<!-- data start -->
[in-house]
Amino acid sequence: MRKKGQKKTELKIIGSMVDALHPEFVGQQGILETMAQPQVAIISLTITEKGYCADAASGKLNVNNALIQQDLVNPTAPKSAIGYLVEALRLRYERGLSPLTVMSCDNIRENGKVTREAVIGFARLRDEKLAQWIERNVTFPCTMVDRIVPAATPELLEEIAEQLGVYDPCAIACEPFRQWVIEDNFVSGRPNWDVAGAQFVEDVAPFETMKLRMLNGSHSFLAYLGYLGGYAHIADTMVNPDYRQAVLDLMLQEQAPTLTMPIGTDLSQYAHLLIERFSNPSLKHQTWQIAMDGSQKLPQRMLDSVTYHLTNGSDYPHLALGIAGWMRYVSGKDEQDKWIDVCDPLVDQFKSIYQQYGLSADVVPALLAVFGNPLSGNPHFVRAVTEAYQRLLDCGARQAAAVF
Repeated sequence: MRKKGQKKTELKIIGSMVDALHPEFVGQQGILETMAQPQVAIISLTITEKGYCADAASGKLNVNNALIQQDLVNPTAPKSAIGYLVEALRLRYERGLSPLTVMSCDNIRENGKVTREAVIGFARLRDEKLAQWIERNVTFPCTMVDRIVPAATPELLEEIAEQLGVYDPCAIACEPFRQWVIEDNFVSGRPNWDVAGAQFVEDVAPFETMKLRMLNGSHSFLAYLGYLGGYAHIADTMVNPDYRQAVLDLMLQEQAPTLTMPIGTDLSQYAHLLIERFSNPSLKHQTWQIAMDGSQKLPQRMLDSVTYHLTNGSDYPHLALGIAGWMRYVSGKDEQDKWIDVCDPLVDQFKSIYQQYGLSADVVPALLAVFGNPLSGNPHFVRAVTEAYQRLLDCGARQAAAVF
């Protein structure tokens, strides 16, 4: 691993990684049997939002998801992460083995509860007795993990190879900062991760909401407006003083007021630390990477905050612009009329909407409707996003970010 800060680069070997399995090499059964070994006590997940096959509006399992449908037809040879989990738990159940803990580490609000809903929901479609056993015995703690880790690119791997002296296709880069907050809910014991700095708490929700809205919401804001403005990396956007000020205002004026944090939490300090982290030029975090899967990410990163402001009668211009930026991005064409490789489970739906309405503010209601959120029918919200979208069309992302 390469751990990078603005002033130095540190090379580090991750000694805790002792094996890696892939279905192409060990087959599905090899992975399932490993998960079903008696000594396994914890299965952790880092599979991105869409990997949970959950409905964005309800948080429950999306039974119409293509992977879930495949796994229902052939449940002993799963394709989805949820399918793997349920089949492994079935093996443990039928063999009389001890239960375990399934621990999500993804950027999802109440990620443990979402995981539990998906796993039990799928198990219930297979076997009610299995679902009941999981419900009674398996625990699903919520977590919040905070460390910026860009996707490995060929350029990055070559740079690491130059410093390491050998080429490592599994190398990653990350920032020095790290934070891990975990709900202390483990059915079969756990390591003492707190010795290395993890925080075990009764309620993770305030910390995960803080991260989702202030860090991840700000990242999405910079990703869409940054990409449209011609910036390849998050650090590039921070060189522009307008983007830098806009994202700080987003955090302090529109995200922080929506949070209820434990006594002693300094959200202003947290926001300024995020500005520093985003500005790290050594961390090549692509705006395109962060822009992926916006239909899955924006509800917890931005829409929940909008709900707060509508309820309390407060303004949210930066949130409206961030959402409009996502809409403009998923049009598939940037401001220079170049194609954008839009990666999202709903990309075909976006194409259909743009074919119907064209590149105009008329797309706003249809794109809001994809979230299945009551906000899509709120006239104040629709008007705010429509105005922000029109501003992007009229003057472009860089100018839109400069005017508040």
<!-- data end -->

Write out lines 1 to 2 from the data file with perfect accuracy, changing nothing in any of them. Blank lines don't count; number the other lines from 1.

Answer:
[in-house]
Amino acid sequence: MRKKGQKKTELKIIGSMVDALHPEFVGQQGILETMAQPQVAIISLTITEKGYCADAASGKLNVNNALIQQDLVNPTAPKSAIGYLVEALRLRYERGLSPLTVMSCDNIRENGKVTREAVIGFARLRDEKLAQWIERNVTFPCTMVDRIVPAATPELLEEIAEQLGVYDPCAIACEPFRQWVIEDNFVSGRPNWDVAGAQFVEDVAPFETMKLRMLNGSHSFLAYLGYLGGYAHIADTMVNPDYRQAVLDLMLQEQAPTLTMPIGTDLSQYAHLLIERFSNPSLKHQTWQIAMDGSQKLPQRMLDSVTYHLTNGSDYPHLALGIAGWMRYVSGKDEQDKWIDVCDPLVDQFKSIYQQYGLSADVVPALLAVFGNPLSGNPHFVRAVTEAYQRLLDCGARQAAAVF